Is the party over? That is what many investors are asking themselves as the Dow Jones Industrial Average points towards a second straight day of potential triple digit losses. This is coming on the heels of McDonald’s and Pfizer getting ready to release their earnings report, and the President set to give his first ever State of the Union Address says CNBC.
Most of the markets around the world were trading down today, so it may have little to do with domestic politics and more to do with a negative sentiment in general about the state of the markets as they stand right now. There are definitely a lot of unanswered questions about where this market is headed.
Many people have been saying that this market is overbought in the first place. They hold the belief that people have gotten overly excited about things like tax cuts, and this has led to the inability for them to see that really prices have gotten all too high in general.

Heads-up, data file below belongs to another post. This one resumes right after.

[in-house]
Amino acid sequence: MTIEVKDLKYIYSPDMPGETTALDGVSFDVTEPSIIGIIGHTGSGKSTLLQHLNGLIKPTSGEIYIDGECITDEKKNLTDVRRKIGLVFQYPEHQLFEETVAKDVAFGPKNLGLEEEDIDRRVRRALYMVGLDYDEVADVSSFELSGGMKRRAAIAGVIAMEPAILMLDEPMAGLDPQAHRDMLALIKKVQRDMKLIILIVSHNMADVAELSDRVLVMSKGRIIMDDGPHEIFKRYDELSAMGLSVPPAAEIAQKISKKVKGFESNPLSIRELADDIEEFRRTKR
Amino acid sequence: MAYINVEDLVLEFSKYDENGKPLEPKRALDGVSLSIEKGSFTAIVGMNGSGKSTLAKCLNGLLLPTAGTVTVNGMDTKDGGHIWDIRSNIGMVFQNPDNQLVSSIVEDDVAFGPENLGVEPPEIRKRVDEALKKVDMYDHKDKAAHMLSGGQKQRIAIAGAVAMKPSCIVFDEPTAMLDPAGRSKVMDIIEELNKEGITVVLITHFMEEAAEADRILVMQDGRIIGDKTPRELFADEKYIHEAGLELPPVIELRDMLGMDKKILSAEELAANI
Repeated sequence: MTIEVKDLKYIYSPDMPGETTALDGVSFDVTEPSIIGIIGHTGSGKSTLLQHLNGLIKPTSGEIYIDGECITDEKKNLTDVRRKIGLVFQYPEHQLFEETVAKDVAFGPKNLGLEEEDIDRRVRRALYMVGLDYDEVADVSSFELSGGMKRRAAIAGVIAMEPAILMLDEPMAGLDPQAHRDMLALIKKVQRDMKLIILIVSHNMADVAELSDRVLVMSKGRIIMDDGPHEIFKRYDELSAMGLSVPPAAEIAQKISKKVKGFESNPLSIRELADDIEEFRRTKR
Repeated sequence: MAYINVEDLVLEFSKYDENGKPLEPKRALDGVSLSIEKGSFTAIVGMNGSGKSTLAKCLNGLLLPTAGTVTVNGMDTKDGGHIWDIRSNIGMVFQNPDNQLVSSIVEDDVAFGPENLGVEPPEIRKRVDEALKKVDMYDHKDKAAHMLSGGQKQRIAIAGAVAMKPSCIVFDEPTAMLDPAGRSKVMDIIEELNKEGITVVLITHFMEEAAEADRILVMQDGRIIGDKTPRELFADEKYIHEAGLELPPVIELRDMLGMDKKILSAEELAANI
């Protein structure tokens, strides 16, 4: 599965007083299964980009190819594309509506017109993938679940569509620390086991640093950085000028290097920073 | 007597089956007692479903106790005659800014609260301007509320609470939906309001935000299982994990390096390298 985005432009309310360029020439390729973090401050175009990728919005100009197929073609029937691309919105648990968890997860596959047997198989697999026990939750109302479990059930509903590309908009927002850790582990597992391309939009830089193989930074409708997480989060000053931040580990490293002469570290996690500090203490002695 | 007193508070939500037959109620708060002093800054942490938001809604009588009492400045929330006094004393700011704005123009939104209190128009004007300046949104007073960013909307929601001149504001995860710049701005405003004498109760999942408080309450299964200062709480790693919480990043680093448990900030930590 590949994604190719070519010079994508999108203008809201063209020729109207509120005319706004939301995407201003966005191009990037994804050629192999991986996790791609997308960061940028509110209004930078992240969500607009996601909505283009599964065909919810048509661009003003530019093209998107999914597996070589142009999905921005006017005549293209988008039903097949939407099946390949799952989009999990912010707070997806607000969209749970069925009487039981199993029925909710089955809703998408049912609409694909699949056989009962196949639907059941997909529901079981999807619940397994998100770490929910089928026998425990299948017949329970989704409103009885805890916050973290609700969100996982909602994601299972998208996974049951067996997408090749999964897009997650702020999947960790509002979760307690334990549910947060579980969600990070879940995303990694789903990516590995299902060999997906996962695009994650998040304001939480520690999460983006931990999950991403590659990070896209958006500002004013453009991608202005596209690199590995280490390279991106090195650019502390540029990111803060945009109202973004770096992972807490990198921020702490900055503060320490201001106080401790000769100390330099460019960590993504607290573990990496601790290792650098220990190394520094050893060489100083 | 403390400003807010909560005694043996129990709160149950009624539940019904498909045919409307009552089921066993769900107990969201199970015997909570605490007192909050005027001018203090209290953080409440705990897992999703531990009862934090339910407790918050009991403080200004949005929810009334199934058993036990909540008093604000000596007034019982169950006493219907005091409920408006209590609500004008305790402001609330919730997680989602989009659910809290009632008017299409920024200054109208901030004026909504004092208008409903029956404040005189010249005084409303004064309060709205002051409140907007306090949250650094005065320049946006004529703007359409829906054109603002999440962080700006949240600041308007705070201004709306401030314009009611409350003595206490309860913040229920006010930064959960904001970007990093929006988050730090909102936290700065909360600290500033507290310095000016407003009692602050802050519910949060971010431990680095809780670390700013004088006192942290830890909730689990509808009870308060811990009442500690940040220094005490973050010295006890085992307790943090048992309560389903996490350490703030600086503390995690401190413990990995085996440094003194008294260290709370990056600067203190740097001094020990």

Another sell-off for the second day in a row may be enough to shake some people from their euphoria and show them that actually this market may be overdue for a correction. It has been riding to new high after new high for a very long time now.
There are some interesting pieces of market data that are due out for today which could help to shape the way in which the market moves. You have earnings reports from McDonald’s, Pfizer, Aetna, Harley-Davidson, and Polaris among others. You can follow that up with the S&P/Case Shiller Home Price Index to come out at 9am. The Dallas Fed’s Service Sector Outlook will also be released at 10:30am.
All of these pieces of data have the potential to move the markets ever so slightly in ways that we might not even be able to detect right away. They could turn what looks to be yet another down day into something better, or perhaps they will just contribute to the downward slide that has put so many of us into a state of worry at this point.
The markets are a fickle place, but there is no doubt that whatever happens will impact the fortunes of us all. Political and economic turmoil are sure to follow whatever happens with the market, particularly if it takes a downward dive for an extended period of time.